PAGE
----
A sampling of e-retailer and vendor announcements from the NRF show floor this week.
The search giant reports that the average cost per click declined 12% in the first quarter.
Google’s paid clicks during the first quarter ended March 31 increased 39% compared with the same period last year, the search giant reported today.
The average cost per click decreased approximately 12% year over year in the first quarter, and 8% from the fourth quarter of 2011.
Google reported a 24% increase in revenue, to $10.65 billion in the first quarter from $8.58 billion for the same period last year. Revenue from outside the United States totaled $5.77 billion in the first quarter, or about 54% of the Google’s total first-quarter revenue. That compares with 53% in the fourth quarter.
Google-owned sites, such as the Google.com search engine and YouTube, contributed 69%, or $7.31 billion of revenue, up 24% from $5.88 billion for the same period a year ago.
Google today also reported a 19.7% increase in Google network revenue to $2.91 billion, up from $2.43 billion a year ago.
Analysts at Macquarie Equities Research commented that Google had a “good, if relatively uneventful, quarter,” and that its revenue from networked sites performed better than expected. Macquarie also noted that it was significant that Google’s traffic acquisition costs, or TAC, continued to rise as a sign of strong traffic flow. TAC is the portion of revenue Google shares with sites that drive traffic to Google.com.
Google said that TAC increased to $2.51 billion in the first quarter of 2012, up 23% from $2.04 billion in the first quarter of 2011. TAC as a percentage of advertising revenue was 25% in the first quarter of 2012, the same as a year ago.
In a conference call with stock analysts, Google executives downplayed the impact of the 12% drop in cost-per-click and noted that the search giant continues to grow in several areas. “Shifts in cost-per-click and paid clicks don’t reflect the fundamental health of our business,” CEO and co-founder Larry Page said.
“If anything, the recent lower cost-per-clicks present a great opportunity for advertisers to get an even better return on their ad spend,” added Patrick Pichette, senior vice president and chief financial officer. “And lower cost, better return-on-investment attracts advertisers and thus, this is good for Google for the long term as well.”
Executives noted that part of the drop in cost-per-click rates was related to the growth in mobile search, which still commands lower cost-per-click rates. But they asserted that mobile search has long-term potential for revenue growth. Mobile queries “don’t monetize as well because we’re kind of in what search used to be in 2002, 2003, 2004,” Pichette said. “So as these formats kind of continue to get get better and better, we’d expect much better performance on them.”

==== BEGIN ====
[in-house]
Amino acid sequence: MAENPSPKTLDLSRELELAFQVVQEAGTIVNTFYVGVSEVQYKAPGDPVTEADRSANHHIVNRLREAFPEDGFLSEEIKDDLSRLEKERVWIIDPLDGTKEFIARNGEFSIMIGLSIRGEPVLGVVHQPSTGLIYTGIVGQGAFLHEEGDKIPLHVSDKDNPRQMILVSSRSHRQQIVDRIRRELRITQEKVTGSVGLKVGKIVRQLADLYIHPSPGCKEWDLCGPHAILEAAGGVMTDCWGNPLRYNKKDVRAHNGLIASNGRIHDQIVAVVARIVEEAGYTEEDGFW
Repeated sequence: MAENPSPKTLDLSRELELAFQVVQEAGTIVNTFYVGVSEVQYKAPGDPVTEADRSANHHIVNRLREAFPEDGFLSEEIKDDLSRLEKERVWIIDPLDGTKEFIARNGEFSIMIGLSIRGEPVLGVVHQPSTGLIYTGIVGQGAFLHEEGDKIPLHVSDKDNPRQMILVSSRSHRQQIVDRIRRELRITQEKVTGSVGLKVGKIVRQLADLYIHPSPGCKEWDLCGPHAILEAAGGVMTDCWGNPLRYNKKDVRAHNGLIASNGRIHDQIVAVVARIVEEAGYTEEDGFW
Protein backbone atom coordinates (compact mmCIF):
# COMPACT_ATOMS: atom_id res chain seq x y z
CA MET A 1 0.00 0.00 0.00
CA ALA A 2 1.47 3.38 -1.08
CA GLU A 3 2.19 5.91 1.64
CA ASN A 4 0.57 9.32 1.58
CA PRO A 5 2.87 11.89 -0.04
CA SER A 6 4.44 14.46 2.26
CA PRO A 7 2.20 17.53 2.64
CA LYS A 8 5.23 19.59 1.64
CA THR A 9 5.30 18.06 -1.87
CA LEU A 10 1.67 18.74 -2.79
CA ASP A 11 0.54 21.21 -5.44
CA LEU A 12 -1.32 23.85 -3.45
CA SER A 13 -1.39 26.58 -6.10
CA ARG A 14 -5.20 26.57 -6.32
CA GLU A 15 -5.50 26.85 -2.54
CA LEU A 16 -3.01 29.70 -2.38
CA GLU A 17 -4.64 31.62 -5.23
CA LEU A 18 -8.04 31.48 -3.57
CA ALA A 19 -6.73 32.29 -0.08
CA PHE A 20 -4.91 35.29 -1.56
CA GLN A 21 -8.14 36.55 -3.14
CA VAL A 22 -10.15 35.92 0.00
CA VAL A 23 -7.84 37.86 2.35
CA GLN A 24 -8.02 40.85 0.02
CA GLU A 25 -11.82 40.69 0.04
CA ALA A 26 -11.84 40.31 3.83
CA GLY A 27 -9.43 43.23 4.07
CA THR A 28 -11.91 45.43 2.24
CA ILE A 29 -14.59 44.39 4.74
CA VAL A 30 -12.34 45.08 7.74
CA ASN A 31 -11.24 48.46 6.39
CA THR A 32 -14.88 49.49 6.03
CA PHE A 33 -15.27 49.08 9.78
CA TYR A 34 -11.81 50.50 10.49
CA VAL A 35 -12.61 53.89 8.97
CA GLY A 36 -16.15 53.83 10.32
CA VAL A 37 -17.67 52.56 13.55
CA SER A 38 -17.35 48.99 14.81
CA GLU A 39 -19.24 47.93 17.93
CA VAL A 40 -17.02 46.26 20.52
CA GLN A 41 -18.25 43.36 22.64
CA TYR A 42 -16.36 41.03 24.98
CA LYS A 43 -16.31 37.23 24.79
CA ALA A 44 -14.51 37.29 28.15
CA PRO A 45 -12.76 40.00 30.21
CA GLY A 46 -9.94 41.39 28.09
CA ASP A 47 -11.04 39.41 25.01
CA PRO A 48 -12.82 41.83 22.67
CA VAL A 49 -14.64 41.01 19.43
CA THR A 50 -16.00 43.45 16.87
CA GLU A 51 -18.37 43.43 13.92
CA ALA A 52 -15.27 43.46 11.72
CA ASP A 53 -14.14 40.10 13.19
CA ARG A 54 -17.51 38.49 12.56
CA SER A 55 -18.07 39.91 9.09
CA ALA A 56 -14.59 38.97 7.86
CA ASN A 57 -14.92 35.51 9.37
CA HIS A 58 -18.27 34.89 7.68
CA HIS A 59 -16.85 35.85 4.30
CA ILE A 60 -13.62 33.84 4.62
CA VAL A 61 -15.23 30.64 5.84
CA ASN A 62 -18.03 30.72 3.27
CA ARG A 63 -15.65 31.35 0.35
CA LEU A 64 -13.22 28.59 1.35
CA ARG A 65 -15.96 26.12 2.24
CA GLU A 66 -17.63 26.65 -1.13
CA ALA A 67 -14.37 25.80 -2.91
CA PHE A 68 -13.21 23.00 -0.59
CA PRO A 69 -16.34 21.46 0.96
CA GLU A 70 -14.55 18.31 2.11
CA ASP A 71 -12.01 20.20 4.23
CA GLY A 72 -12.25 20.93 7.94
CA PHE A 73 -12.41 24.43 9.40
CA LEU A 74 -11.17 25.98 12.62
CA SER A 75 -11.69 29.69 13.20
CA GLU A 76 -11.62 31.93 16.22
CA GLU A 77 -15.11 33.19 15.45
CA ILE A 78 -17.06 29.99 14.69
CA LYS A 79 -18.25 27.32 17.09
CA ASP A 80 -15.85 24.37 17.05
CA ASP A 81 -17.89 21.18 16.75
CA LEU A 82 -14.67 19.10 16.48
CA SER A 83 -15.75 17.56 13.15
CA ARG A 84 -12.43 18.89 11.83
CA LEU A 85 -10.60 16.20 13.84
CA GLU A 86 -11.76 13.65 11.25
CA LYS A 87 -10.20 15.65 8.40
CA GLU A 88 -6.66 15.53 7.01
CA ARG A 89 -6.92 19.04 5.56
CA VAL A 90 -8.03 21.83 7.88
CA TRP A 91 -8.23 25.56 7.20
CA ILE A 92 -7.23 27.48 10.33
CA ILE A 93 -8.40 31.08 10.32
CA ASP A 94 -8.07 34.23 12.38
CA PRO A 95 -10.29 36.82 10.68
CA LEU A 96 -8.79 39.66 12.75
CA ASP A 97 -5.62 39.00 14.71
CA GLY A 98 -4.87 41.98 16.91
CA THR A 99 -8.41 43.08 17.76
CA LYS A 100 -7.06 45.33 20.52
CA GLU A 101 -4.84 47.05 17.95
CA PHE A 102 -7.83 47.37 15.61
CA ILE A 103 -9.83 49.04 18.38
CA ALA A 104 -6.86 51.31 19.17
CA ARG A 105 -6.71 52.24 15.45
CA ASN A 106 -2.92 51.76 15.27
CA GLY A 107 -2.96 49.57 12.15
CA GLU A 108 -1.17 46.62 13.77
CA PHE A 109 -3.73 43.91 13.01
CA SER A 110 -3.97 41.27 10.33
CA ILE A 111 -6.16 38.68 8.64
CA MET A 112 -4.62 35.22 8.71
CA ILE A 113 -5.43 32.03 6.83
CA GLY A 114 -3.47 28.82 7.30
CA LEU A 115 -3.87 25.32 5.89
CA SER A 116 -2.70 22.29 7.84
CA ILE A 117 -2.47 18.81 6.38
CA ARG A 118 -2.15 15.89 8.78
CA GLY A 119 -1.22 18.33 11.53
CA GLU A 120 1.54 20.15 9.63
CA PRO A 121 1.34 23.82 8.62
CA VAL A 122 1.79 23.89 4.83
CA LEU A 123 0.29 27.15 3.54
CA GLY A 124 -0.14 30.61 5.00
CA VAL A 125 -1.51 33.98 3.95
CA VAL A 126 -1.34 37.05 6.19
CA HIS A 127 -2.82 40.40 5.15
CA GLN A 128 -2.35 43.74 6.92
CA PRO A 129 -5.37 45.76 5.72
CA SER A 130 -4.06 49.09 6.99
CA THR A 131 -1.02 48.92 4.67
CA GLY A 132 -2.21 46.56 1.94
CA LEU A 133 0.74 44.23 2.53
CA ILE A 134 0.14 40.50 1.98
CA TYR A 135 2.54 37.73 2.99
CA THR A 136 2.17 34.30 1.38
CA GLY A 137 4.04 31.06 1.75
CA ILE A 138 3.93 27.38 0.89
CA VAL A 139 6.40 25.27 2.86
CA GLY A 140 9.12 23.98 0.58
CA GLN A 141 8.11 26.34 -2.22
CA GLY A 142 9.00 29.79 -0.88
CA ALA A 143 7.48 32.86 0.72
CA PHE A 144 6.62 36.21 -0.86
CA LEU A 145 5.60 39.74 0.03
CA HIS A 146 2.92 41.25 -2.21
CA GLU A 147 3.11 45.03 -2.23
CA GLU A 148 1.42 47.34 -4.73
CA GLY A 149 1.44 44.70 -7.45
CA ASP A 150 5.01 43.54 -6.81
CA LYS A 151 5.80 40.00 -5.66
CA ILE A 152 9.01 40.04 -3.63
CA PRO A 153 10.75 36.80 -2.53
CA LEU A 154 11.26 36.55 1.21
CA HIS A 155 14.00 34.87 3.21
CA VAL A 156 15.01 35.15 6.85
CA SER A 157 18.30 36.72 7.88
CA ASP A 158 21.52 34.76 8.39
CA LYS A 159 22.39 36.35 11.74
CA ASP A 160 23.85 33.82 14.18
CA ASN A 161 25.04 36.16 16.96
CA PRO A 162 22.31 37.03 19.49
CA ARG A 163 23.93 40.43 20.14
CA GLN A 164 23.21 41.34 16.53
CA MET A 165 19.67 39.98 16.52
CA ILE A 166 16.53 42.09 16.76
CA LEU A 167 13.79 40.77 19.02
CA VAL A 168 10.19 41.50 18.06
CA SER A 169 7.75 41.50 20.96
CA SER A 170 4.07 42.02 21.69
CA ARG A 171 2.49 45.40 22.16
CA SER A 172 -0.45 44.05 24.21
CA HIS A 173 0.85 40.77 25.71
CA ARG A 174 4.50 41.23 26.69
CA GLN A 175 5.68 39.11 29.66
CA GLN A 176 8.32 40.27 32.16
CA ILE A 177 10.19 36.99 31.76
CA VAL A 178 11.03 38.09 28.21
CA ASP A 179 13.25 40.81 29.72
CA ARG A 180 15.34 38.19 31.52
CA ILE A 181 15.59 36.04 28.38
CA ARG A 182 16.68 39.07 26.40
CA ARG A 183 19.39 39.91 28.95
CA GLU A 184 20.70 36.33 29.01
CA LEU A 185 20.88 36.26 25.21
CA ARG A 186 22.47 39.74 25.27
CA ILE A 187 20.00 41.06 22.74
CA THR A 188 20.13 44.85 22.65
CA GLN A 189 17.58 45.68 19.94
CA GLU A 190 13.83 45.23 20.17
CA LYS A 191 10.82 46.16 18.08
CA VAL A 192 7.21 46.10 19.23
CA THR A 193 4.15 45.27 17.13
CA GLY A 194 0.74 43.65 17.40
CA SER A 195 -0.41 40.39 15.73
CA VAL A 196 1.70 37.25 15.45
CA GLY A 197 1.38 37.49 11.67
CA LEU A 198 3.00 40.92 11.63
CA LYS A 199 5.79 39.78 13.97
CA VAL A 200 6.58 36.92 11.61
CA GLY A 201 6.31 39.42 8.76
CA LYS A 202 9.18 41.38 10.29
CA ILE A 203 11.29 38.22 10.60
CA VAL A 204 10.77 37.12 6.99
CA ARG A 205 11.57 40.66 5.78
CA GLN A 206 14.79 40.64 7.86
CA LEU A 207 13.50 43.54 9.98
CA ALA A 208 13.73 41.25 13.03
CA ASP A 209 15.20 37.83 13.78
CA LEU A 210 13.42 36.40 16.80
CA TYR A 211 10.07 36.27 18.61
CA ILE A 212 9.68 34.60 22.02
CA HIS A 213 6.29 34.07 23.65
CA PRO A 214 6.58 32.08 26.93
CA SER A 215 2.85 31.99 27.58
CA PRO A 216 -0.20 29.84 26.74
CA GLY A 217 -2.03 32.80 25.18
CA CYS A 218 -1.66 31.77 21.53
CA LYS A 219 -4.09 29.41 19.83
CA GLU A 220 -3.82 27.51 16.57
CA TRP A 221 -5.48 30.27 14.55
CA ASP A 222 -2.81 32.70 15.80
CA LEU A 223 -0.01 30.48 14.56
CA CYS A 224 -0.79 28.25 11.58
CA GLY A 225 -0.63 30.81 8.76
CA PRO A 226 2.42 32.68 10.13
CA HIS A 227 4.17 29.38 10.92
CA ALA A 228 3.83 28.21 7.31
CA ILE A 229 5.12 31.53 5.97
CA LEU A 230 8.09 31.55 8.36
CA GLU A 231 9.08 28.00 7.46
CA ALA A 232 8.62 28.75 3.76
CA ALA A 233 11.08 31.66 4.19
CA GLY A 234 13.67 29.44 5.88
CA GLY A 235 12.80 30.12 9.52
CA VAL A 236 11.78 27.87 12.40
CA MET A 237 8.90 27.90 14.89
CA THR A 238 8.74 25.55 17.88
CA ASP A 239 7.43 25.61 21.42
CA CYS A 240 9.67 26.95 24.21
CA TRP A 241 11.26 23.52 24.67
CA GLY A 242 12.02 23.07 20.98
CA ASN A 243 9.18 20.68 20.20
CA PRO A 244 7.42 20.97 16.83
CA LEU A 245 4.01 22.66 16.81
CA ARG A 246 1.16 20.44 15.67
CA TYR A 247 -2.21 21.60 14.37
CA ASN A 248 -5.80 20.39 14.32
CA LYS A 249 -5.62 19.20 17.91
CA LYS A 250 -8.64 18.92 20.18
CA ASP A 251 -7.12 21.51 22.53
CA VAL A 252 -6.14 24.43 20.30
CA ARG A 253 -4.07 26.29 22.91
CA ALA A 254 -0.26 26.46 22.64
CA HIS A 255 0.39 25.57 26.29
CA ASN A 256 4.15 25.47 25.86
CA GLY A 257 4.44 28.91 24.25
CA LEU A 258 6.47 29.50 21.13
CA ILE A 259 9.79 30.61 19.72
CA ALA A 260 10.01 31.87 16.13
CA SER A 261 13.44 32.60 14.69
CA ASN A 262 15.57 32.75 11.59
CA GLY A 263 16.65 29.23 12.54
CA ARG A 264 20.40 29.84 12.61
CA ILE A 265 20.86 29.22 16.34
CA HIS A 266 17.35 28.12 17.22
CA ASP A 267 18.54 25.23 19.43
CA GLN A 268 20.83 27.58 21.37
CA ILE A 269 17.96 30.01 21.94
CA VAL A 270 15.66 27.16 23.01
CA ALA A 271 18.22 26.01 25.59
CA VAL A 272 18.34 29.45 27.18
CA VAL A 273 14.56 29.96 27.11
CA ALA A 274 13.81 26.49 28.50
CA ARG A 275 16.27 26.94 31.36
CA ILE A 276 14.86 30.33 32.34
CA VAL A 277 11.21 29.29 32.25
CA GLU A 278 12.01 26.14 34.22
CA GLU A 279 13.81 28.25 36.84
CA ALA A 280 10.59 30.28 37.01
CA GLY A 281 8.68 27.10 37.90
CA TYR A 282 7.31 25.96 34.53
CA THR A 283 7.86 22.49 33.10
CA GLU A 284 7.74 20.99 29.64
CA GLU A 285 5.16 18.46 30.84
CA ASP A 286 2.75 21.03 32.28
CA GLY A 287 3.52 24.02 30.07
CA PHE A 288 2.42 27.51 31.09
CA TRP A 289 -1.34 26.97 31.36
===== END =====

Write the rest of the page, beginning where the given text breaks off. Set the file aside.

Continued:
Page added cost-per-clicks on mobile search may rise as consumers get more accustomed to using features like “Click-to-Call” from search ads. He added that, if advertisers begin to rely more on mobile Click-to-Call to realize more sales transactions from mobile ads, that could lead to higher mobile CPC rates.
Google executives also said they were addressing three major trends in online advertising. One is a move to run coordinated ad campaigns across multiple viewing screens, including desktops, smartphones, tablets and, eventually, televisions, while also including multiple ad formats, including search, display and video ads. “We’re driving our teams to sell solutions across the entire marketing funnel,” said Nikesh Arora, senior vice president and chief business officer.
The second trend, Arora said, is a sharp increase in the participation of major brand advertisers, including consumer packaged goods manufacturers and movie studios, to make digital media a central part of their marketing efforts. The third trend is in the increased importance advertisers are placing on measuring the effect of advertising across media channels, including search, display ads, mobile and video ads. “We are actually trying to take that one step further and trying to move that measurability into offline sales,” Arora said, without being more specific.
In other areas, Google said that its Google+ social network now has “well over 170 million” people and that its Chrome web browser has more than 200 million users. The company also said that it added 610 employees in the first quarter, ending the quarter with about 30,077 employees.
Google also announced a two-for-one stock split, under which existing stockholders will receive one share of a new non-voting Class C stock for each share of Class A and Class B stock they own. By not issuing new voting stock, the move will not affect the majority share of voting stock owned by Page and co-founder Sergey Brin, allowing them to retain control of the company, analysts said. The stock split is further explained in a letter from Page in the investor relations section of Google.com.
April Anderson, industry director, retail, at Google, will speak at the Internet Retailer Conference & Exhibition 2012 in June, in a session entitled, “Paid search strategies for the smaller merchant.”